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Massachusetts Liberal

Observations on politics, the media and life in Massachusetts and beyond from the left side of the road.

Monday, April 09, 2007

Showdown at the Beacon Hill Corral

OK. a little dramatic to be sure -- and certainly nothing that will happen this week. But the irresistible force of expected state services is about to hit the immovable object of tax avoidance. And right before the income tax filing deadline.

The House will unveil its version of the fiscal 2006 state budget this week and all signs point to them making it balance through cuts. Speaker Sal DiMasi has said "no" to Gov. Deval Patrick's proposals for closing corporate tax loopholes and a package of local option taxes. DiMasi and the House are also on record against casino gambling proposals, while Patrick has not yet made up his mind.

Once again, the public may be ahead of its leaders (and know-it-alls like me).

The second piece of the Globe poll finds more of an openness to the proposals among the public than legislators (of course we're not talking about raising the sales or income taxes).

Massachusetts residents appear to favor Governor Deval Patrick's proposals for raising revenues to bridge the state budget gap and ease the property tax burden, with a small majority expressing support for closing what he described as corporate tax loopholes, and for giving communities the right to impose a local tax on meals and hotels, according to a new Globe poll.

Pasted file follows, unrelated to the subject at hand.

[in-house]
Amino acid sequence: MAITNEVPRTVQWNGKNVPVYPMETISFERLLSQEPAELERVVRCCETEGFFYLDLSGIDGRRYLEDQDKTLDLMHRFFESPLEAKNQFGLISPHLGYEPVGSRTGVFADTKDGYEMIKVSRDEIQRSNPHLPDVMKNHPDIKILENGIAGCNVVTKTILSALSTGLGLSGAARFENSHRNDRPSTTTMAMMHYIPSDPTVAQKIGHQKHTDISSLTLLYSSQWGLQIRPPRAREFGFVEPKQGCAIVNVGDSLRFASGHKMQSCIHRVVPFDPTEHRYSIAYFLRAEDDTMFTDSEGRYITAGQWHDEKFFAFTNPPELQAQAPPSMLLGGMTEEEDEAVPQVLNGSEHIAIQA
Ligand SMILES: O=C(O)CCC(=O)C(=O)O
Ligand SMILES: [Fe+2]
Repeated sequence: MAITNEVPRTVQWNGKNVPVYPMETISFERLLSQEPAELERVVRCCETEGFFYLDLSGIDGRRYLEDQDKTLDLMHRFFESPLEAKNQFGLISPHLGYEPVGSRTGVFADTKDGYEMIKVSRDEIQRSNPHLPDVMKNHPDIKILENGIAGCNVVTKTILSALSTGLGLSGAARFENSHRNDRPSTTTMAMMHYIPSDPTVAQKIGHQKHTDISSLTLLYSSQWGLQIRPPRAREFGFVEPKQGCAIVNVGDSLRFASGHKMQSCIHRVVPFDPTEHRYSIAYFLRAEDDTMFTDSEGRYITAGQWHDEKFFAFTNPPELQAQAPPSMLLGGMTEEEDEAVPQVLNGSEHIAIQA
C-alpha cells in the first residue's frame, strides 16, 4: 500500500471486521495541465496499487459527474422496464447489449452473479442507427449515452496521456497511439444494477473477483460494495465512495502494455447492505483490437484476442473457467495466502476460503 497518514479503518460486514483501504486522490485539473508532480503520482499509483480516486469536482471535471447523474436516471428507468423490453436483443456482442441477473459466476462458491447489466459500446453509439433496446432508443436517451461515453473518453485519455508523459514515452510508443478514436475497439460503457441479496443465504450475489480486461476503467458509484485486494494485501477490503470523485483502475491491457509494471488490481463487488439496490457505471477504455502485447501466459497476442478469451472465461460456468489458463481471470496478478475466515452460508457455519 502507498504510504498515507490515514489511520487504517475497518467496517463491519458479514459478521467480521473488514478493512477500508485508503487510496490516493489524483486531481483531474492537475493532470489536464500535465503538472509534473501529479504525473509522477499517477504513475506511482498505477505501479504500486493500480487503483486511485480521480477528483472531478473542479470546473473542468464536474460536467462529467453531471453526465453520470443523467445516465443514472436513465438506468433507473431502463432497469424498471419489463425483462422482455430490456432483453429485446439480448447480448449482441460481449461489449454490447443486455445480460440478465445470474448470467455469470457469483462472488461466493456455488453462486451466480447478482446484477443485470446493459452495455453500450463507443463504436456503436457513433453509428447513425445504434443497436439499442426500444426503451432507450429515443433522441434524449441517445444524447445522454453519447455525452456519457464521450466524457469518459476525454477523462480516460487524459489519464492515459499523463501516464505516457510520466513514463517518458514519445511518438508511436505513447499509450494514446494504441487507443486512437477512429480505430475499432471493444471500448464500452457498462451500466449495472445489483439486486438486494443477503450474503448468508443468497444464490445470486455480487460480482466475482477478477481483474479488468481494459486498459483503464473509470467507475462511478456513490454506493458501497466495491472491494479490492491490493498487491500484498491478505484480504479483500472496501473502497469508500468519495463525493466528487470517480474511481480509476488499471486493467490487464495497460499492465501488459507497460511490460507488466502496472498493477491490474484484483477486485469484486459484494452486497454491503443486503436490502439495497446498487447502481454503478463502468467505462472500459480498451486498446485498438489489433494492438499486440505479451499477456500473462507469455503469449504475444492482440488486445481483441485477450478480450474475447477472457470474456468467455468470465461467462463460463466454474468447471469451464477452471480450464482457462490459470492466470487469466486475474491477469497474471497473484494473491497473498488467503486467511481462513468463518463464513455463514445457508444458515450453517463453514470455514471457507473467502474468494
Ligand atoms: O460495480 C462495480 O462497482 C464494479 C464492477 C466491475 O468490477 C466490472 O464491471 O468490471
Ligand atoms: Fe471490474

The survey also found significant and growing interest in expanded gambling as a source for state revenue, an option Patrick is currently studying. Two-thirds of residents, 67 percent, said they would support putting slot machines at racetracks in the state , compared with 54 percent four years ago. Support for a casino has grown to 61 percent.

The numbers aren't overwhelming -- 56 percent approve of the corporate tax loophole closing, 53 percent say OK to things like local option hotel-motel taxes. These levies also represent the classic "don't tax me, don't tax thee, tax the man behind the tree" philosophy that governs the United States.

Nevertheless, it's mildly surprising to see a majority of Massachusetts residents -- attuned to 16 years of the GOP free lunch -- to support any tax increases.

And it will be interesting to see what these numbers look like in a few weeks after the House budget -- and its cuts -- have been around long enough to digest.

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Blogger Ryan Adams said...

It's quite easy: they don't view it as tax increased, they see it as tax fairness. It's no big secret that Corporate America is getting away with taxes that amount to highway robbery of the American people. People get that all Deval Patrick is asking for is some tax fairness - and if the people have been asked to pay for prop override after prop override, it's time for Big Business to sacrifice a little too.

April 09, 2007 10:53 AM  
Blogger Outraged Liberal said...

Yes but...Let's see if they still feel the same way when AIM or the Chamber comes up with some 30-second spots that claim it's only going to come back at folks in the form of higher prices or lost jobs.

I think it's s safe bet business is ready to fit this one with everything they have. It's better to start ahead, because those numbers are going to take a serious hit.

Sadly, that's the one area everyday folks can't compete in. There's no cash for ads and lobbyists and the blogosphere hasn't come anything close to a critical mass.

April 09, 2007 7:31 PM  

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